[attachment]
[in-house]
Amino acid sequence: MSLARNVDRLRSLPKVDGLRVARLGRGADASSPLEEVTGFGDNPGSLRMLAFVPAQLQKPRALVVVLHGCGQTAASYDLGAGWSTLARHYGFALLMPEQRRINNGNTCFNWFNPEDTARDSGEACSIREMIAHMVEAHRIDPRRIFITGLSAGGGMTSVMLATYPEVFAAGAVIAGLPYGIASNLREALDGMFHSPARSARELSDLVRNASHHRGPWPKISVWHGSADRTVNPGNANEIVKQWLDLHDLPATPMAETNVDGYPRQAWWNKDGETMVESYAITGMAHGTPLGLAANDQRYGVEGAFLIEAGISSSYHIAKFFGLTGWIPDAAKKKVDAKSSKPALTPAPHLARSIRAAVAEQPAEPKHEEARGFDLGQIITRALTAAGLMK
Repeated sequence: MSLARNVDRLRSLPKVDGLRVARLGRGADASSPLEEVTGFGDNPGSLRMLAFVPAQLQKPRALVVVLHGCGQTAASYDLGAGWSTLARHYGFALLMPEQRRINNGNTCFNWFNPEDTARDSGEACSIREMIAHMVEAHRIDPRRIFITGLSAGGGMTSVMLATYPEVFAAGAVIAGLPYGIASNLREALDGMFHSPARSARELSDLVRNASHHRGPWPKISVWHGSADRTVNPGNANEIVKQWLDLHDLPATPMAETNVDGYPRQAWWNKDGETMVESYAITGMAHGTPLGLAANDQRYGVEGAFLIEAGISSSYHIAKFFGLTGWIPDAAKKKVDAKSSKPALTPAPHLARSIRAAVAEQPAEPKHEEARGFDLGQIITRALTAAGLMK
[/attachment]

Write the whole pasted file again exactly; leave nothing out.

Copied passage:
[in-house]
Amino acid sequence: MSLARNVDRLRSLPKVDGLRVARLGRGADASSPLEEVTGFGDNPGSLRMLAFVPAQLQKPRALVVVLHGCGQTAASYDLGAGWSTLARHYGFALLMPEQRRINNGNTCFNWFNPEDTARDSGEACSIREMIAHMVEAHRIDPRRIFITGLSAGGGMTSVMLATYPEVFAAGAVIAGLPYGIASNLREALDGMFHSPARSARELSDLVRNASHHRGPWPKISVWHGSADRTVNPGNANEIVKQWLDLHDLPATPMAETNVDGYPRQAWWNKDGETMVESYAITGMAHGTPLGLAANDQRYGVEGAFLIEAGISSSYHIAKFFGLTGWIPDAAKKKVDAKSSKPALTPAPHLARSIRAAVAEQPAEPKHEEARGFDLGQIITRALTAAGLMK
Repeated sequence: MSLARNVDRLRSLPKVDGLRVARLGRGADASSPLEEVTGFGDNPGSLRMLAFVPAQLQKPRALVVVLHGCGQTAASYDLGAGWSTLARHYGFALLMPEQRRINNGNTCFNWFNPEDTARDSGEACSIREMIAHMVEAHRIDPRRIFITGLSAGGGMTSVMLATYPEVFAAGAVIAGLPYGIASNLREALDGMFHSPARSARELSDLVRNASHHRGPWPKISVWHGSADRTVNPGNANEIVKQWLDLHDLPATPMAETNVDGYPRQAWWNKDGETMVESYAITGMAHGTPLGLAANDQRYGVEGAFLIEAGISSSYHIAKFFGLTGWIPDAAKKKVDAKSSKPALTPAPHLARSIRAAVAEQPAEPKHEEARGFDLGQIITRALTAAGLMK